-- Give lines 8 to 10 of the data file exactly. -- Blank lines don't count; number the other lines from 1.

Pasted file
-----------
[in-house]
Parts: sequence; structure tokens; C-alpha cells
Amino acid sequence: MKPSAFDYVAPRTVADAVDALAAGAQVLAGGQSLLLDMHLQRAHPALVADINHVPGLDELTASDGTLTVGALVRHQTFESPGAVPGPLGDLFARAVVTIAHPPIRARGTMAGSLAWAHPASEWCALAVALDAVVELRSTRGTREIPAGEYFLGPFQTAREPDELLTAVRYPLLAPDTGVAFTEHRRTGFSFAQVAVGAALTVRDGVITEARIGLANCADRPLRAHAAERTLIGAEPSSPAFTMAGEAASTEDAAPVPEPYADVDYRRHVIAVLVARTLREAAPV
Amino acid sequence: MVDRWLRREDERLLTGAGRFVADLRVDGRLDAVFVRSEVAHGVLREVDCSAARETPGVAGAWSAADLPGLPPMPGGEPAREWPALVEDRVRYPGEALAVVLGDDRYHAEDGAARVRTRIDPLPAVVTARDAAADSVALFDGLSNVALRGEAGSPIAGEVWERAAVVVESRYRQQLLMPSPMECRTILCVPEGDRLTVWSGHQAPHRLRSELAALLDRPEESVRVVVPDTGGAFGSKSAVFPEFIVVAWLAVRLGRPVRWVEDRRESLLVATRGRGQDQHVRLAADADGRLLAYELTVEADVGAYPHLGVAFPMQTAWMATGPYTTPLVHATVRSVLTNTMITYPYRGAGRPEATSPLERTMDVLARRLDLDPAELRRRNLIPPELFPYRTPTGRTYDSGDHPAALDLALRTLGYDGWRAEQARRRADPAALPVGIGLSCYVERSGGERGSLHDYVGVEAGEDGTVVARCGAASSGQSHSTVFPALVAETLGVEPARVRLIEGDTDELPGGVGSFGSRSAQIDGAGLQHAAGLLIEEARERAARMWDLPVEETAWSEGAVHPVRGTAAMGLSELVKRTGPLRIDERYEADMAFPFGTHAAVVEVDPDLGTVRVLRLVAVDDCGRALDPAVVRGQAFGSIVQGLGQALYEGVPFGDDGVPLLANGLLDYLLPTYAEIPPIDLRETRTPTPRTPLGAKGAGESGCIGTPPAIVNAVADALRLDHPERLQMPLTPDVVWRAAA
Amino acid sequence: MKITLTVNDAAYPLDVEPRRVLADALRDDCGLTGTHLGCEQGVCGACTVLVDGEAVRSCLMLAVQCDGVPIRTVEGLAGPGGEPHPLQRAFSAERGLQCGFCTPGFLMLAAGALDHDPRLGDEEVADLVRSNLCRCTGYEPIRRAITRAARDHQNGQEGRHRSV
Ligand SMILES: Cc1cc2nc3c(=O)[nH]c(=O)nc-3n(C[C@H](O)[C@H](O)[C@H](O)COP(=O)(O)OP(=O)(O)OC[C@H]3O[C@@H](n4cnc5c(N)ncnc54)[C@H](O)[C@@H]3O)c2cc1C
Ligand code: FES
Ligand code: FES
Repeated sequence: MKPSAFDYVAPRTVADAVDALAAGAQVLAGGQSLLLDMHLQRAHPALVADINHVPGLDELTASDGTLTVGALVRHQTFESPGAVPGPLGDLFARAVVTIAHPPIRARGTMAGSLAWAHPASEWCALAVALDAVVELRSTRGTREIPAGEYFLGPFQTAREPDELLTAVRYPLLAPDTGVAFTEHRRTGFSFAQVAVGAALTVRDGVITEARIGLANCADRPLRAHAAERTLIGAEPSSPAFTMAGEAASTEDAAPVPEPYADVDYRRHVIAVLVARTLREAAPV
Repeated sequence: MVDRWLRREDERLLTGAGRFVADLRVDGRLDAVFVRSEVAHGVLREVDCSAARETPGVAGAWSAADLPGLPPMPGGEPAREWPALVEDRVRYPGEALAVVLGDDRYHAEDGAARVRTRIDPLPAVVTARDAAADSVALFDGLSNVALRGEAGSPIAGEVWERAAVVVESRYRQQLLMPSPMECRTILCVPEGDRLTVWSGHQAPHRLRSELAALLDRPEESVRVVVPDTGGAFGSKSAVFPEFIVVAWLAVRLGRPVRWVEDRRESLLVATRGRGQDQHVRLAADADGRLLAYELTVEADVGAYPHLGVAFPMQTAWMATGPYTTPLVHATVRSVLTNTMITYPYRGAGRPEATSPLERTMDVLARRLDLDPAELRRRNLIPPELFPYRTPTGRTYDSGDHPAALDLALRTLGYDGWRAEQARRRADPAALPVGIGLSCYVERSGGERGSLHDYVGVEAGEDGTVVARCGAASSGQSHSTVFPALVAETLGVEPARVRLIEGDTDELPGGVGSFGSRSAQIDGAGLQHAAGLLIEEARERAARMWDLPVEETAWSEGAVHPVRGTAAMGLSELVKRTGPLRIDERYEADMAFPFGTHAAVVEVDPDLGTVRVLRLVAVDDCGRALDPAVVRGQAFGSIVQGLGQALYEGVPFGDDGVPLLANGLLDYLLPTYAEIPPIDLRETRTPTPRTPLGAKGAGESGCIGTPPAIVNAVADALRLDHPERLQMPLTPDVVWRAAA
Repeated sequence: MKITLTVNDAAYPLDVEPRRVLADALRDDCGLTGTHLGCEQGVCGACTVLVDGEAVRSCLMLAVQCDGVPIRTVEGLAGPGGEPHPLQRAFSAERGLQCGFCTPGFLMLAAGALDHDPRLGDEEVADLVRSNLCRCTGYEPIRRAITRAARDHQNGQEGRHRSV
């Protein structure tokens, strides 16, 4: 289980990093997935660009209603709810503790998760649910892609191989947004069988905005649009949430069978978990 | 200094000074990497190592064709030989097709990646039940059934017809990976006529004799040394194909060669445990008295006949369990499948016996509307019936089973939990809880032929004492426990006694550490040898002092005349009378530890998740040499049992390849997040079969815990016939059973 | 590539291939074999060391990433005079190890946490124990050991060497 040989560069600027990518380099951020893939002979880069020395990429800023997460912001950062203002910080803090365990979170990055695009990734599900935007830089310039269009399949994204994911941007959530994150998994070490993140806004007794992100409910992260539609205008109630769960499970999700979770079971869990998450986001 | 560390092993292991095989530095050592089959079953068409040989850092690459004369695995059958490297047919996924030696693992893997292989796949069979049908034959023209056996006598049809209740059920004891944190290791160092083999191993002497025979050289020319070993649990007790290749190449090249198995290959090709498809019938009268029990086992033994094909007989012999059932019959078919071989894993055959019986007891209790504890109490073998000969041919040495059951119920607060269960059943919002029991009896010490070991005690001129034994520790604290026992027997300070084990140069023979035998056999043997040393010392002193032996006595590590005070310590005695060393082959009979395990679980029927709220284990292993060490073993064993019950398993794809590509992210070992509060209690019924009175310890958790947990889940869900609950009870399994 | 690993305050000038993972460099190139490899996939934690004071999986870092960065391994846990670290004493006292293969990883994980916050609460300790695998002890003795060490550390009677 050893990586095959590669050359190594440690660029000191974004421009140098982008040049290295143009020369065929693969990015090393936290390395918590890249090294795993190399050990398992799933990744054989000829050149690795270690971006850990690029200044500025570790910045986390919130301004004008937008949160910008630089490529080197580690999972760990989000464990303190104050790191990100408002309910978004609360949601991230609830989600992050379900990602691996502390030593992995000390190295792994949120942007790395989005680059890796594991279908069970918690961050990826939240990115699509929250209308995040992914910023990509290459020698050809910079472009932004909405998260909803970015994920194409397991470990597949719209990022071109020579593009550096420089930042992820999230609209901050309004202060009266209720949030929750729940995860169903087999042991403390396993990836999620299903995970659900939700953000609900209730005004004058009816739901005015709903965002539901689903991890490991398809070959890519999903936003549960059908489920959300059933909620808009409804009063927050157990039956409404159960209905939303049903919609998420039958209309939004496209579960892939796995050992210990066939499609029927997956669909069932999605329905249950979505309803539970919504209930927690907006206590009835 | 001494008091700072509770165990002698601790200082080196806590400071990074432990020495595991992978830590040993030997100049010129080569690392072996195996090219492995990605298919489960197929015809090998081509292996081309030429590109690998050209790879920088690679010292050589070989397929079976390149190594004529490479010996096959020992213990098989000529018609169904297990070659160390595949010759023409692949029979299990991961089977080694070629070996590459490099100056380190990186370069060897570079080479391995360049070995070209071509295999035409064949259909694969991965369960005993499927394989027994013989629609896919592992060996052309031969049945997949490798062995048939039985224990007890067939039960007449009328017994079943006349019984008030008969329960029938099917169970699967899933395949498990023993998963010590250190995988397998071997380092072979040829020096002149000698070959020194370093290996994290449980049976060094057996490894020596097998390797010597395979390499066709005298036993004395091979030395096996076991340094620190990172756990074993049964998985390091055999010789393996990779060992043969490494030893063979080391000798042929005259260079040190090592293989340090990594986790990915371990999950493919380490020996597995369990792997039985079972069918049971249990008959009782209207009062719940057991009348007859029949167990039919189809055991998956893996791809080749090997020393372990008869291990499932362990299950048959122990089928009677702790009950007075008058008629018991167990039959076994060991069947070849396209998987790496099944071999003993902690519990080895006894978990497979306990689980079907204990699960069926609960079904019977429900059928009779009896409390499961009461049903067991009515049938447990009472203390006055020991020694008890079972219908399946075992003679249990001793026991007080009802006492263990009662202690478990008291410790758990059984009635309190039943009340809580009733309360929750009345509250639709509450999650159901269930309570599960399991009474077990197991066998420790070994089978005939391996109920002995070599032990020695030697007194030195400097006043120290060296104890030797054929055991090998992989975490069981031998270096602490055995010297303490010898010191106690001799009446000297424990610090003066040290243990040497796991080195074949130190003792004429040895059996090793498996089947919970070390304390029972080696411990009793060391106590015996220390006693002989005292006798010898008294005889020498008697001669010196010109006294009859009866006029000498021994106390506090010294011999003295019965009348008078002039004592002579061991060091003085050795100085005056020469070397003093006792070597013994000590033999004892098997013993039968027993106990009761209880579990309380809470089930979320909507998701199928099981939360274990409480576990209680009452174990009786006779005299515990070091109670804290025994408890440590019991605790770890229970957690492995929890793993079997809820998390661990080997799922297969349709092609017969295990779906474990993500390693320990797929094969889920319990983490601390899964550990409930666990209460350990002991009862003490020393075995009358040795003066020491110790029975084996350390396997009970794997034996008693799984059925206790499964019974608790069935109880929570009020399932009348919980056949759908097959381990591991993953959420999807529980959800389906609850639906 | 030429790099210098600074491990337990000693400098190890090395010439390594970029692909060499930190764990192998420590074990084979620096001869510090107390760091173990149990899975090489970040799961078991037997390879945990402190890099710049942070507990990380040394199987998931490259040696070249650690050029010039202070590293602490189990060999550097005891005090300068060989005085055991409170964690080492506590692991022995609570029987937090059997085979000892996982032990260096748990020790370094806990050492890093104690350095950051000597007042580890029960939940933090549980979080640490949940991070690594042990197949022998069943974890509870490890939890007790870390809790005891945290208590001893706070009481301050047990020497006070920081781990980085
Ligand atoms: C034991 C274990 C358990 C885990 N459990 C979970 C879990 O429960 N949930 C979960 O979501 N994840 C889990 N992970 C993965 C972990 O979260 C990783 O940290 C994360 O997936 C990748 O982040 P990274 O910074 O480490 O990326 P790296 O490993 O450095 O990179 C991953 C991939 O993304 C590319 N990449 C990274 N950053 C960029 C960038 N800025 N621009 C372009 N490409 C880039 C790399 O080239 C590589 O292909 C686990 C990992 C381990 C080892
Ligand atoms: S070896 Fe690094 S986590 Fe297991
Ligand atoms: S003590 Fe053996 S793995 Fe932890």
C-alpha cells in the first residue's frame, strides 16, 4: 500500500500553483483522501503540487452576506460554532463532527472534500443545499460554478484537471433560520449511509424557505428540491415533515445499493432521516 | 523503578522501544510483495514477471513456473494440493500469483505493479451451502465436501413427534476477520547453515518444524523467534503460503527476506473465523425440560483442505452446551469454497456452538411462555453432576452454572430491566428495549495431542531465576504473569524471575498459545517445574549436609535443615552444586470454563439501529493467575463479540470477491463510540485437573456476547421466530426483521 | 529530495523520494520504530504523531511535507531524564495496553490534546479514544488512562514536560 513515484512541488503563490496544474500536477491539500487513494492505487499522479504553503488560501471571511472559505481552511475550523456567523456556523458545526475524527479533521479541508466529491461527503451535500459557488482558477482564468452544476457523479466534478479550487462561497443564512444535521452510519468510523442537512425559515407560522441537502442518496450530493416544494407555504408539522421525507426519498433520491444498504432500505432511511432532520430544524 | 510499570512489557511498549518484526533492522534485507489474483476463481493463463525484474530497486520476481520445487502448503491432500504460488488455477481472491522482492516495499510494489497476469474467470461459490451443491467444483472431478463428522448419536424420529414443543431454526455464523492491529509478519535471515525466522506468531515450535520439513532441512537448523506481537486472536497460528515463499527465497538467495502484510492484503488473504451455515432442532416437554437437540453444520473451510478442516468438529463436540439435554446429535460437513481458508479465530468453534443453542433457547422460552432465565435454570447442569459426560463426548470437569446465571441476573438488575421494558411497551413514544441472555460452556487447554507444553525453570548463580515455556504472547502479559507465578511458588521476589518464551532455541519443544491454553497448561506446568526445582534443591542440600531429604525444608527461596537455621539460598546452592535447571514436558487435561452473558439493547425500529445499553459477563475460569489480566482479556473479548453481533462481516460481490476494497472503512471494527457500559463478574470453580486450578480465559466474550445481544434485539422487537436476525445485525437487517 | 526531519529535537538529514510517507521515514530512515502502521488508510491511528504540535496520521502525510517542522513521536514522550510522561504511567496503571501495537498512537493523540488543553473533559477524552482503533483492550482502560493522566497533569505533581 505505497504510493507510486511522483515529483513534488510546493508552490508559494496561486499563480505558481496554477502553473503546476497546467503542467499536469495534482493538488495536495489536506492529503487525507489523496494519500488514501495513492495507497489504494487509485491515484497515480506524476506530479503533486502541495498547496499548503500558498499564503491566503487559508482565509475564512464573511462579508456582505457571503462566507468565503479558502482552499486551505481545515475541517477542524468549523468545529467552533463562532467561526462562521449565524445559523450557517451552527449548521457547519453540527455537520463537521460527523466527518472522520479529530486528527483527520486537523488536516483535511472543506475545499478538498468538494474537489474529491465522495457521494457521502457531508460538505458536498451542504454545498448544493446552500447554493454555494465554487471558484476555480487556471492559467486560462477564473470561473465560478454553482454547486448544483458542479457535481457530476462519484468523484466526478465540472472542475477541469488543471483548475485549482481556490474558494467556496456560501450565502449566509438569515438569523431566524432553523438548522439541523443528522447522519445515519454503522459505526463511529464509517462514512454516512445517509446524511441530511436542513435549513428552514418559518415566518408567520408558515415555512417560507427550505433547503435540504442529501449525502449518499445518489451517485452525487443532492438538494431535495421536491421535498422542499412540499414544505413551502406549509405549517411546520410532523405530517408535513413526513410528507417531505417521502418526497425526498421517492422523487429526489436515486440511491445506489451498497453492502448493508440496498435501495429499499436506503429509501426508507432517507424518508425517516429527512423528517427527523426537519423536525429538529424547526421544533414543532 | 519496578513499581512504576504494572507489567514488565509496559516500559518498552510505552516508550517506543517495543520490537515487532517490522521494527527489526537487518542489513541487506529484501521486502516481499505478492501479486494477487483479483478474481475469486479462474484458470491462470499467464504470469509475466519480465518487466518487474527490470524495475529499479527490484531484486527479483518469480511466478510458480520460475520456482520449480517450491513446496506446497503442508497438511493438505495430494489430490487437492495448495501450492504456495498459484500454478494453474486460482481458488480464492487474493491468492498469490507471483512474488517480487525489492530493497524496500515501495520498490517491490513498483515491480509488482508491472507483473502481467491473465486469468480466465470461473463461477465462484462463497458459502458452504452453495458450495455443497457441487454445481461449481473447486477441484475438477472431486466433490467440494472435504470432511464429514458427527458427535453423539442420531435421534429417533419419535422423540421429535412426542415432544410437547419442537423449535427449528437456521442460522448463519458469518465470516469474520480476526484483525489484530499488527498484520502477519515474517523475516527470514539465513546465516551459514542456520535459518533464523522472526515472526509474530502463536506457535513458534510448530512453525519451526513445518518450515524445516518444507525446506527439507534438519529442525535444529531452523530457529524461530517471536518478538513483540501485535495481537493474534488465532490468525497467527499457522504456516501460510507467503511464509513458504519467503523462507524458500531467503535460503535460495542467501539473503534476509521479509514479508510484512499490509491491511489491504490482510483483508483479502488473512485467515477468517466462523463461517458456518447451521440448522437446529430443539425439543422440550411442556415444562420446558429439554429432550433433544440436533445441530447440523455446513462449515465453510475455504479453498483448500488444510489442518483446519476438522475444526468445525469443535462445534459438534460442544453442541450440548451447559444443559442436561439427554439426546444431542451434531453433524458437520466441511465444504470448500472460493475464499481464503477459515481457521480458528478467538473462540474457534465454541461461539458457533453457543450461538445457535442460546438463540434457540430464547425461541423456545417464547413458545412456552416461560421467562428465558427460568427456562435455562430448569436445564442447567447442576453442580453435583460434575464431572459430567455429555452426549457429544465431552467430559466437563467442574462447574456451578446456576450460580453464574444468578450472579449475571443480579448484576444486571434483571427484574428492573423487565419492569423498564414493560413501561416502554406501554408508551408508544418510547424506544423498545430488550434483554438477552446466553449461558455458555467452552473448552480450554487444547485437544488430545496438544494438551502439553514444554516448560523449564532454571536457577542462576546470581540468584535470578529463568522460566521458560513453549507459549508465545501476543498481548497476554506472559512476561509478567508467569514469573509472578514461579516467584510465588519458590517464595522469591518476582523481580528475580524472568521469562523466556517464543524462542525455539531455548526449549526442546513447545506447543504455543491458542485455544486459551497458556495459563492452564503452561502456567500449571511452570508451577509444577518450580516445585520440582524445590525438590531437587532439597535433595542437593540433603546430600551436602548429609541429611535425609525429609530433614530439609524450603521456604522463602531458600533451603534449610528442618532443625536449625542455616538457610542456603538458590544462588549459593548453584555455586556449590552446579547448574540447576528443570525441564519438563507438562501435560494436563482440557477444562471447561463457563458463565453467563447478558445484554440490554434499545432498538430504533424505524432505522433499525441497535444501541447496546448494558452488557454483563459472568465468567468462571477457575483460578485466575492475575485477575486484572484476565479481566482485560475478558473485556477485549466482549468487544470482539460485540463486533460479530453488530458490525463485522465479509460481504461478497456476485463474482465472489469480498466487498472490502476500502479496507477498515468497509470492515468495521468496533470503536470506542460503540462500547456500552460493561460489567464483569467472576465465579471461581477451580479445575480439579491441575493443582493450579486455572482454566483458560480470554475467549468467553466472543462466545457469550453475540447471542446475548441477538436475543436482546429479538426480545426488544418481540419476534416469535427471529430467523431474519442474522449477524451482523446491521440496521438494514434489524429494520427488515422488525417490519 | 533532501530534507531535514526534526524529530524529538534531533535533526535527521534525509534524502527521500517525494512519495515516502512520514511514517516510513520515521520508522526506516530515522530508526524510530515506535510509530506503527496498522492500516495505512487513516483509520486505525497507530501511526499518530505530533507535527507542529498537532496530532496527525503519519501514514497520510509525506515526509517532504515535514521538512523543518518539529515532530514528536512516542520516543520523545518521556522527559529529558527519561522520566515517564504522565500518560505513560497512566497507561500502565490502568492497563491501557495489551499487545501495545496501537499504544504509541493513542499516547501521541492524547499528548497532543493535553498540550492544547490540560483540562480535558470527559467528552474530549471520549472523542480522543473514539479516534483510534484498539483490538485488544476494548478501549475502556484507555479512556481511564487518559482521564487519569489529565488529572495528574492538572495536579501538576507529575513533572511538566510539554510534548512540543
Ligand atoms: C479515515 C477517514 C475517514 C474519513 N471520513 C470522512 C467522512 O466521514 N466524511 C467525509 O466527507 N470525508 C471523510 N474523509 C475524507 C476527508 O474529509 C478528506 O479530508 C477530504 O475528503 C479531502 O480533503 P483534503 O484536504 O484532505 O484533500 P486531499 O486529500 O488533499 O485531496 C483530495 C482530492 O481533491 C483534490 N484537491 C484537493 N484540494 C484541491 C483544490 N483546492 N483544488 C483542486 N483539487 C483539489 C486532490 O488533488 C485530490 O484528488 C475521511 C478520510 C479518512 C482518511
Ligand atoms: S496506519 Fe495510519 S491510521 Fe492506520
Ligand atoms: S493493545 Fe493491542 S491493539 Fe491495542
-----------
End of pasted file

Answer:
Ligand code: FES
Repeated sequence: MKPSAFDYVAPRTVADAVDALAAGAQVLAGGQSLLLDMHLQRAHPALVADINHVPGLDELTASDGTLTVGALVRHQTFESPGAVPGPLGDLFARAVVTIAHPPIRARGTMAGSLAWAHPASEWCALAVALDAVVELRSTRGTREIPAGEYFLGPFQTAREPDELLTAVRYPLLAPDTGVAFTEHRRTGFSFAQVAVGAALTVRDGVITEARIGLANCADRPLRAHAAERTLIGAEPSSPAFTMAGEAASTEDAAPVPEPYADVDYRRHVIAVLVARTLREAAPV
Repeated sequence: MVDRWLRREDERLLTGAGRFVADLRVDGRLDAVFVRSEVAHGVLREVDCSAARETPGVAGAWSAADLPGLPPMPGGEPAREWPALVEDRVRYPGEALAVVLGDDRYHAEDGAARVRTRIDPLPAVVTARDAAADSVALFDGLSNVALRGEAGSPIAGEVWERAAVVVESRYRQQLLMPSPMECRTILCVPEGDRLTVWSGHQAPHRLRSELAALLDRPEESVRVVVPDTGGAFGSKSAVFPEFIVVAWLAVRLGRPVRWVEDRRESLLVATRGRGQDQHVRLAADADGRLLAYELTVEADVGAYPHLGVAFPMQTAWMATGPYTTPLVHATVRSVLTNTMITYPYRGAGRPEATSPLERTMDVLARRLDLDPAELRRRNLIPPELFPYRTPTGRTYDSGDHPAALDLALRTLGYDGWRAEQARRRADPAALPVGIGLSCYVERSGGERGSLHDYVGVEAGEDGTVVARCGAASSGQSHSTVFPALVAETLGVEPARVRLIEGDTDELPGGVGSFGSRSAQIDGAGLQHAAGLLIEEARERAARMWDLPVEETAWSEGAVHPVRGTAAMGLSELVKRTGPLRIDERYEADMAFPFGTHAAVVEVDPDLGTVRVLRLVAVDDCGRALDPAVVRGQAFGSIVQGLGQALYEGVPFGDDGVPLLANGLLDYLLPTYAEIPPIDLRETRTPTPRTPLGAKGAGESGCIGTPPAIVNAVADALRLDHPERLQMPLTPDVVWRAAA